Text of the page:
Mitt Romney formally accepted the Republican presidential nomination, telling voters that the Obama era had to end: ?America has been patient. But today the time has come to turn the page.?

The former Massachusetts governor made a persuasive case that President Barack Obama had failed to deliver on the ?hope and change? he promised four years ago and again and again stressed his core message: ?America needs is jobs. Lots of jobs.?

But there was no stand-out moment of eloquence and many might judge that Romney still has to outline his own case for being an alternative. As so often throughout this campaign, he rose to the occasion and did just enough ? but no more.

Romney?s entrance was delayed by a somewhat meandering, unscripted routine that bordered on stand-up comedy. As 11pm ? the time when many local television stations cut away to the news ? approached, Romney appeared to rush his delivery at times.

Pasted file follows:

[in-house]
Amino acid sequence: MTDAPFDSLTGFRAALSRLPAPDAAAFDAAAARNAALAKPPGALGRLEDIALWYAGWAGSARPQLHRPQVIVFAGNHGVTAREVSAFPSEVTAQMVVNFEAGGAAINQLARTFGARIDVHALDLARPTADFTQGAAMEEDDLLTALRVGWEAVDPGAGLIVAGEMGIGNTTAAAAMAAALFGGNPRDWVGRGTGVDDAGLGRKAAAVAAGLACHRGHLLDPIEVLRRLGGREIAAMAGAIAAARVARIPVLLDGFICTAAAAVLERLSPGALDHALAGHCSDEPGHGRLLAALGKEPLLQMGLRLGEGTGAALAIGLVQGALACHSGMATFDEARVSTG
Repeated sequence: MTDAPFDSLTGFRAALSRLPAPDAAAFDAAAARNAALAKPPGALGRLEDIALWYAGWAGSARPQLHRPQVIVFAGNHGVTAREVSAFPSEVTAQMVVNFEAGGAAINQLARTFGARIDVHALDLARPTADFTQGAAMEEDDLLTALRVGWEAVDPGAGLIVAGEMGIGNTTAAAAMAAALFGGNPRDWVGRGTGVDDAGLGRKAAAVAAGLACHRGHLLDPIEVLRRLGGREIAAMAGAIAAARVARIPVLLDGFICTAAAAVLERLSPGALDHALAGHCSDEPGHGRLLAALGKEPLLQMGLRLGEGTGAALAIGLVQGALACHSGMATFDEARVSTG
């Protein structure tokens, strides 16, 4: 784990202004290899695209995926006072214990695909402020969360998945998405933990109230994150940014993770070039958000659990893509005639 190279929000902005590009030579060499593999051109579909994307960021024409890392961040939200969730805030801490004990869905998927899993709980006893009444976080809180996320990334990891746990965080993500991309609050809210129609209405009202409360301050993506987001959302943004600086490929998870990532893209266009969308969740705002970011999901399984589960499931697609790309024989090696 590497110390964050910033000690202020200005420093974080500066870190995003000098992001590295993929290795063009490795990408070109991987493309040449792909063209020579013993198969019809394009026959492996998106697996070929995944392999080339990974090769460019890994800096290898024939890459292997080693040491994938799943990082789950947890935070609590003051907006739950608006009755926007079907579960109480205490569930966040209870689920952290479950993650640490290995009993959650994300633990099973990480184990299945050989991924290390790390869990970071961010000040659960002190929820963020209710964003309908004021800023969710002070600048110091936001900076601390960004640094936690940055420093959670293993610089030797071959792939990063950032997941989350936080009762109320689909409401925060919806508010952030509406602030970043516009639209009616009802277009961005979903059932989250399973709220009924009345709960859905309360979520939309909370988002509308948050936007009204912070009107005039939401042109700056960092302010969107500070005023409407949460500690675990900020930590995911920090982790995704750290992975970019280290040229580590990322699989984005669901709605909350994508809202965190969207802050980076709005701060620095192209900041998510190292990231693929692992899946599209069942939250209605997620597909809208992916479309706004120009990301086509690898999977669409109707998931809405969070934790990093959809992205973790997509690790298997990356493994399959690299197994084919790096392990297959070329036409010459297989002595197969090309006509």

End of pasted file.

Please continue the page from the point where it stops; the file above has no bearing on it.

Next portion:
But the crowd, clearly united by his candidacy despite a fractious primary contest – lapped up his lines about Obama?

?In the richest country in the history of the world, this Obama economy has crushed the middle class,? he said. ?President Obama promised to begin to slow the rise of the oceans and heal the planet.

There were guffaws as Romney paused for people to remember one of the most overblown phrases of Obama?s 2008 campaign. Then he deadpanned. ?My promise…is to help you and your family.?

Romney directly addressed Obama voters from four years ago, urging them to reflect on how they felt now. ?Hope and change had a powerful appeal.

?But tonight I’d ask a simple question:? If you felt that excitement when you voted for Barack Obama, shouldn?t you feel that way now that he?s President Obama? You know there?s something wrong with the kind of job he?s done as president when the best feeling you had was the day you voted for him.?